Junior Sociologists

Laboratory for PhD Students in Sociology

XVII ISA International Laboratory for PhD Students

Precarization and Resistance: Environment, Everyday Life and Citizenship
September 5-11, 2022
Tunis, Tunisia

The 2022 Laboratory Precarization and Resistance: Environment, Everyday Life and Citizenship was organised jointly by the International Sociological Association, Arab Centre for Research and Political Studies, Centre for Economic and Social Researches and Studies, and Research in Enlightenment, Modernity and Cultural Diversity Lab, Tunis El Manar University. It took place in Tunis, Tunisia, September 5-11, 2022.

List of the selected participants and topics of their PhD dissertations (in alphabetical order):
Ms. Muntaha ABED (Palestine), Birzeit University, Palestine    
Gendering uprisings; South Korea and Palestine as case studies     

Ms. Nour Mohammad BADER-SALHEYA (Palestine), University of Tunisia, Tunisia    
Colonialism in its daily manifestation: in the sociology of the control of military rule over Palestinian bodies and resistance

Ms. Maya BHARDWAJ (USA), University of Pretoria, South Africa    
Queering solidarity – Diasporic South Asian activism and collaboration with black liberation

Mr. Stefan Adam BIENKOWSKI (Poland), University of Warsaw, Poland
Ideologies of work among young workers with non-standard employment in Poland

Ms. María GONZÁLEZ FLORES (Spain), Universidad de A Coruña, Spain
Humanitarianism as a depoliticization tool for protracted refugee situations and women’s resistance: Palestinian and Sahrawi refugees in dialogue with the Humanitarian Aid Regime

Ms. María Florencia LABIANO (Argentina), National University of San Martin, Argentina
Inequality and wealth in Buenos Aires City: A sociological approach from the private rental market

Ms. Pragya SACHAN (India), Tata Institute of Social Sciences, India
Gender, intersectionality and toilet security: A study on the lived experiences of women in Haridwar, Uttarakhand (India)

Ms. Keisha SAMLAL (Trinidad and Tobago), University of the West Indies, Trinidad and Tobago    
Identities and self-(re)-presentations: The case of stigmatized “fat women” in Trinidad and Tobago

Ms. Lara SARTORIO GONÇALVES (Brazil), State University of Rio de Janeiro, Brazil    
City of Rio de Janeiro under the prism of fear: An analysis of authoritarian regimes of subjectivation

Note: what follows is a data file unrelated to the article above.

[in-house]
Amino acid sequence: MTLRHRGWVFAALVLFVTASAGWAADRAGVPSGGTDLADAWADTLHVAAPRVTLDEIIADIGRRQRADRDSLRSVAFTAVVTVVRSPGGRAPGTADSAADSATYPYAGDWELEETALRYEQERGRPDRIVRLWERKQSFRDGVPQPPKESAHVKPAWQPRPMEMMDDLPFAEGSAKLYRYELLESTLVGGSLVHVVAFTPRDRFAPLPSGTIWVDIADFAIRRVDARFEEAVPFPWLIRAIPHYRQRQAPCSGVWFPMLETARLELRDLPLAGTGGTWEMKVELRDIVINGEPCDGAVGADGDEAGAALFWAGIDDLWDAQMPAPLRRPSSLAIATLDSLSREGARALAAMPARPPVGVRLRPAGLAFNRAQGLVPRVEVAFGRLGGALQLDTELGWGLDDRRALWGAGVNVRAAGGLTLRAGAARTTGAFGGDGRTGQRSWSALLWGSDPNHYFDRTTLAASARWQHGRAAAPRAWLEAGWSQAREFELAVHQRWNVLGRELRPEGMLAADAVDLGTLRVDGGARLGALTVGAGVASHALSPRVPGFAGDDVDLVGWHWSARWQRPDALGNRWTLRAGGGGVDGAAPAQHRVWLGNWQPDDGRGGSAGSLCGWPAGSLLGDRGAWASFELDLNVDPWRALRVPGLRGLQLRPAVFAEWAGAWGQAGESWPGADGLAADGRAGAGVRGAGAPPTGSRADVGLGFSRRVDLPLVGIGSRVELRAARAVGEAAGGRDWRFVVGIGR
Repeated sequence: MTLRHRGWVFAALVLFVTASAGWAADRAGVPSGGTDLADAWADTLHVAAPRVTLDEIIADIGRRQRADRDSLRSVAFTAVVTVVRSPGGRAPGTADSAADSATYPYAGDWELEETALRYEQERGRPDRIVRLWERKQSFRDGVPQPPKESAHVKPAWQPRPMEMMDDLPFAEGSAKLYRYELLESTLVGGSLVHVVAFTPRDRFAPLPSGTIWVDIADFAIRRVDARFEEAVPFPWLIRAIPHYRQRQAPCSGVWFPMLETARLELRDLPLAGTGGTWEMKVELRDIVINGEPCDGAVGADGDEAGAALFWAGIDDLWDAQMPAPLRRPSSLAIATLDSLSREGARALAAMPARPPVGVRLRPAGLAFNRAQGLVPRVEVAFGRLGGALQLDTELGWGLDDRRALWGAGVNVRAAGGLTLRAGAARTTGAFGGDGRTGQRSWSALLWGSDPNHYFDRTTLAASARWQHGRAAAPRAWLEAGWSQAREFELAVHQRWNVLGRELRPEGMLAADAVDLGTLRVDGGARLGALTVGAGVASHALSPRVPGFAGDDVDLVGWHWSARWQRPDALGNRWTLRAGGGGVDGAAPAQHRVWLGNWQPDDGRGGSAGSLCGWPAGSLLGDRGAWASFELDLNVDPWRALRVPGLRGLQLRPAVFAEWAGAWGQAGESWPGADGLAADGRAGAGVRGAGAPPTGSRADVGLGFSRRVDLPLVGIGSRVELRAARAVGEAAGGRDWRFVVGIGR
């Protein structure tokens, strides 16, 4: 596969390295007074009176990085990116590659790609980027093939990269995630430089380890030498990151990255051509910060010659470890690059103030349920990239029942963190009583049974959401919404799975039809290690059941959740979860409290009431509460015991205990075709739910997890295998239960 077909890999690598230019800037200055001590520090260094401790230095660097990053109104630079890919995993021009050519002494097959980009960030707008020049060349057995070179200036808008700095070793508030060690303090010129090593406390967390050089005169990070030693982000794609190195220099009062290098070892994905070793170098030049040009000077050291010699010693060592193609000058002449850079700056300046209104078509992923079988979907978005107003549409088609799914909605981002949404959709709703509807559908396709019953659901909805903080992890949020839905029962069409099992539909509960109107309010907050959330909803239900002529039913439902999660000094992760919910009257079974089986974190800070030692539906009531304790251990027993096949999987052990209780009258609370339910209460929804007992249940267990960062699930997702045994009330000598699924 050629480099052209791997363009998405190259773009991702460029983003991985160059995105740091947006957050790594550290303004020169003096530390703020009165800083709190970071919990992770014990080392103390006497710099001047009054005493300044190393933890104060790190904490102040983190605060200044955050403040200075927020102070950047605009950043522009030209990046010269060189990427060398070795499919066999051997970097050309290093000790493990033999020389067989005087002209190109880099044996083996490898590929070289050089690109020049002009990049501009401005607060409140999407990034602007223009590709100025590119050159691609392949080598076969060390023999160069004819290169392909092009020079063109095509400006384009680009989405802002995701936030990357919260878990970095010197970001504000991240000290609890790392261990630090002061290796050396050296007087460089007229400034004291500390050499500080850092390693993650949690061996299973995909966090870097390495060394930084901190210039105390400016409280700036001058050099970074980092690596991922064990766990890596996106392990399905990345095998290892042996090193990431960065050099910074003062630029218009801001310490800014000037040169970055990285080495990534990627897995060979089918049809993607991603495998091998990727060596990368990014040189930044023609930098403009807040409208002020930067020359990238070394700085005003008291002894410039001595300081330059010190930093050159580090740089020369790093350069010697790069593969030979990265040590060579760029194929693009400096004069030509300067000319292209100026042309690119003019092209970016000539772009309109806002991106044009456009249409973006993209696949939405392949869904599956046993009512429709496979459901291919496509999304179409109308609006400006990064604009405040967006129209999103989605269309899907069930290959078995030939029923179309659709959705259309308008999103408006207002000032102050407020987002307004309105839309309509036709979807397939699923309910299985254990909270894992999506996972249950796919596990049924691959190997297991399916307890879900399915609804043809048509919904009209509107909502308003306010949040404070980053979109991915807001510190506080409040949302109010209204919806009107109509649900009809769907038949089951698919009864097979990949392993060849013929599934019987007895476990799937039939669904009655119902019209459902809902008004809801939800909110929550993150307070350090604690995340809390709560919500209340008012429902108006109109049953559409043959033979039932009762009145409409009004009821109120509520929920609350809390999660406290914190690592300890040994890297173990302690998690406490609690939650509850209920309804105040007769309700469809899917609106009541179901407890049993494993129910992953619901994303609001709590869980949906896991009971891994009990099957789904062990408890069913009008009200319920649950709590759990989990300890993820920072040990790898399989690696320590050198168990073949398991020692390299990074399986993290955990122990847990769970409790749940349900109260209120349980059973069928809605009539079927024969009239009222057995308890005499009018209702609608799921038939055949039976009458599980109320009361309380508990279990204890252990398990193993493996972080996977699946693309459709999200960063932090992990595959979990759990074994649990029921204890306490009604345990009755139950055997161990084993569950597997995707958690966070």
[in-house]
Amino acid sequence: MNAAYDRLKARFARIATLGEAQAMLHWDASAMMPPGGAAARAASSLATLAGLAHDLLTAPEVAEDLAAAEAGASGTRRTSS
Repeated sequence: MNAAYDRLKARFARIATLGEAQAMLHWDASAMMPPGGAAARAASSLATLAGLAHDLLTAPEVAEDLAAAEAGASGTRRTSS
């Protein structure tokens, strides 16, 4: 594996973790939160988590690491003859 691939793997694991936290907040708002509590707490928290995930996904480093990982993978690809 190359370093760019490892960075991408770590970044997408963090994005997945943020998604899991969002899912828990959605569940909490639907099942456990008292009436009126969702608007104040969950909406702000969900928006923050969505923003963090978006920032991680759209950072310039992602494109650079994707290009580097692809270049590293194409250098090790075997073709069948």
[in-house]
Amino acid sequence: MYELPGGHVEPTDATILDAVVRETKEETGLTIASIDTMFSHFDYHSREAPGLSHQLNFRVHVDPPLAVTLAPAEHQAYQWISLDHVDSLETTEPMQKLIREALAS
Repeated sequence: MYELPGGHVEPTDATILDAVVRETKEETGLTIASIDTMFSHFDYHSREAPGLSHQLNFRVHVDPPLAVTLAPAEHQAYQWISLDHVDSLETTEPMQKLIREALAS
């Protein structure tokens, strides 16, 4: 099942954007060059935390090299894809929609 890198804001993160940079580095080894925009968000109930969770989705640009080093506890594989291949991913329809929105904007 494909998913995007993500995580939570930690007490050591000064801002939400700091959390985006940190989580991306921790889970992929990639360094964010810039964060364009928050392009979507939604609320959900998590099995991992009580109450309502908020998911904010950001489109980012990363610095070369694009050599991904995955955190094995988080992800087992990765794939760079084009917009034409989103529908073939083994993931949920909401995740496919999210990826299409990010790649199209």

Ms. Pratima TETE (India), Tata Institute of Social Sciences, India    
Tribes and industrial city: A study with reference to Rourkela steel city

Ms. Michela TRINCHESE (Italy), University of Salento, Italy    
The democratic iteration proposed by climate migrations

Mr. Ikem Godspower UJENE (Nigeria), University of Ibadan, Nigeria    
Reintegration of Boko Haram members and peacebuilding in Northeast Nigeria: A victim community perspective

A laboratory for PhD students of the International Sociological Association in the International Cultural Center in Hammamet

A laboratory for doctoral students organized by the International Sociological Association in its seventeenth session was held at the International Cultural Center in Hammamet, Tunisia from 05 to 11 September 2022. This was the first occasion in which the laboratory was held in a Maghreb, Arab, Middle Eastern and African country.

This session was held thanks to the concerted organizational and logistical efforts made by the local organizing committee and was facilitated by the support of the University of Tunis El Manar (founded in 2000 after the restructuring of the University of Tunis), the Center for Economic and Social Studies and Research - CERES (founded in 1962) and the Arab Center for Research and Policy Studies - Tunis (founded in 2015).

The pedagogical team that supervised the activities of the laboratory consisted of professors of sociology, Bandana Purkayastha, University of Connecticut (USA), Geoffrey Pleyers, University of Louvain-la-Neuve (Belgium) and Mounir Al-Saeedani, University of Tunis El Manar (Tunisia). As for the students who followed the various activities, they came to Tunisia from Spain (University of La Coruña), Argentina (University of San Martín), Italy (University of Salento), Brazil (State University of Rio de Janeiro), Poland (University of Warsaw), Trinidad and Tobago (University of the West Indies), South Africa (University of Pretoria), Palestine (Bir Zeit University), and Nigeria (University of Ibadan). As for the Tunisian students who participated in the laboratory activities, they belong to the University of Tunis.